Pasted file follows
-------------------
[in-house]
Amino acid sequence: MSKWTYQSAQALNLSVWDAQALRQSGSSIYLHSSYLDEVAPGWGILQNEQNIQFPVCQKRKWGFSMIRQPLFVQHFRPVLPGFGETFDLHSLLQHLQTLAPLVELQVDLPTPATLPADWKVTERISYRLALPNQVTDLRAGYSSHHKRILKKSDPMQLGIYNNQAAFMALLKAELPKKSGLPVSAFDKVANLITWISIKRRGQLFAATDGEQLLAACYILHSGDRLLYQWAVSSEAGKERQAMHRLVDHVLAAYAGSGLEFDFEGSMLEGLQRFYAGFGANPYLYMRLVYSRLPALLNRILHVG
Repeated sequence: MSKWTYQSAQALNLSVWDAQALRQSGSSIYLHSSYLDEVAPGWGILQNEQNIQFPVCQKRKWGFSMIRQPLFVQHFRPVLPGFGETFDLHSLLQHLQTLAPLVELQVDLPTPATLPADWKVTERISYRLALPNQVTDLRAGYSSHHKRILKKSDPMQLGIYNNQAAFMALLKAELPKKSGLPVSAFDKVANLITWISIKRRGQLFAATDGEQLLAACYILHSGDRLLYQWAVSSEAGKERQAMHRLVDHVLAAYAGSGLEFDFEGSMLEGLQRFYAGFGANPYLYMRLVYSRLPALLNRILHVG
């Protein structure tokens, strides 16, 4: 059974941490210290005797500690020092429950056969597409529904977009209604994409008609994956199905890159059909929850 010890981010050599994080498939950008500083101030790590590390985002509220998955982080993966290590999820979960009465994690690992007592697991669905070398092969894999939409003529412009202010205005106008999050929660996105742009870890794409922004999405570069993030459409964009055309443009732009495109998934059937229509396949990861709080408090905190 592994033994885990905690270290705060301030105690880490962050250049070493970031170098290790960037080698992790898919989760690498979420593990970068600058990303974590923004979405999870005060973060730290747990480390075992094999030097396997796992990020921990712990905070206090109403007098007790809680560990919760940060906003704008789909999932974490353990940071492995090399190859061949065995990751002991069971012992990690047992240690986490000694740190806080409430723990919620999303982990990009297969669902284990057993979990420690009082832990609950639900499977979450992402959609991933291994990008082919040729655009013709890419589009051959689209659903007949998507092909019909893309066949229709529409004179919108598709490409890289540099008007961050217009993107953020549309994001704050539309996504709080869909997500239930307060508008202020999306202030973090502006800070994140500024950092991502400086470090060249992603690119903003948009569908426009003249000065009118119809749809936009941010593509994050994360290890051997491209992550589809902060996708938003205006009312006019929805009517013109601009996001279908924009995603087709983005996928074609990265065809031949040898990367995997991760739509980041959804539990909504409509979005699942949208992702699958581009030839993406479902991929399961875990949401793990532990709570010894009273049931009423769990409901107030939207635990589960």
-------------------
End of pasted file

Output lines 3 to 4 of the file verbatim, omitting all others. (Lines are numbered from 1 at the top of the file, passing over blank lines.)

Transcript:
Repeated sequence: MSKWTYQSAQALNLSVWDAQALRQSGSSIYLHSSYLDEVAPGWGILQNEQNIQFPVCQKRKWGFSMIRQPLFVQHFRPVLPGFGETFDLHSLLQHLQTLAPLVELQVDLPTPATLPADWKVTERISYRLALPNQVTDLRAGYSSHHKRILKKSDPMQLGIYNNQAAFMALLKAELPKKSGLPVSAFDKVANLITWISIKRRGQLFAATDGEQLLAACYILHSGDRLLYQWAVSSEAGKERQAMHRLVDHVLAAYAGSGLEFDFEGSMLEGLQRFYAGFGANPYLYMRLVYSRLPALLNRILHVG
């Protein structure tokens, strides 16, 4: 059974941490210290005797500690020092429950056969597409529904977009209604994409008609994956199905890159059909929850 010890981010050599994080498939950008500083101030790590590390985002509220998955982080993966290590999820979960009465994690690992007592697991669905070398092969894999939409003529412009202010205005106008999050929660996105742009870890794409922004999405570069993030459409964009055309443009732009495109998934059937229509396949990861709080408090905190 592994033994885990905690270290705060301030105690880490962050250049070493970031170098290790960037080698992790898919989760690498979420593990970068600058990303974590923004979405999870005060973060730290747990480390075992094999030097396997796992990020921990712990905070206090109403007098007790809680560990919760940060906003704008789909999932974490353990940071492995090399190859061949065995990751002991069971012992990690047992240690986490000694740190806080409430723990919620999303982990990009297969669902284990057993979990420690009082832990609950639900499977979450992402959609991933291994990008082919040729655009013709890419589009051959689209659903007949998507092909019909893309066949229709529409004179919108598709490409890289540099008007961050217009993107953020549309994001704050539309996504709080869909997500239930307060508008202020999306202030973090502006800070994140500024950092991502400086470090060249992603690119903003948009569908426009003249000065009118119809749809936009941010593509994050994360290890051997491209992550589809902060996708938003205006009312006019929805009517013109601009996001279908924009995603087709983005996928074609990265065809031949040898990367995997991760739509980041959804539990909504409509979005699942949208992702699958581009030839993406479902991929399961875990949401793990532990709570010894009273049931009423769990409901107030939207635990589960």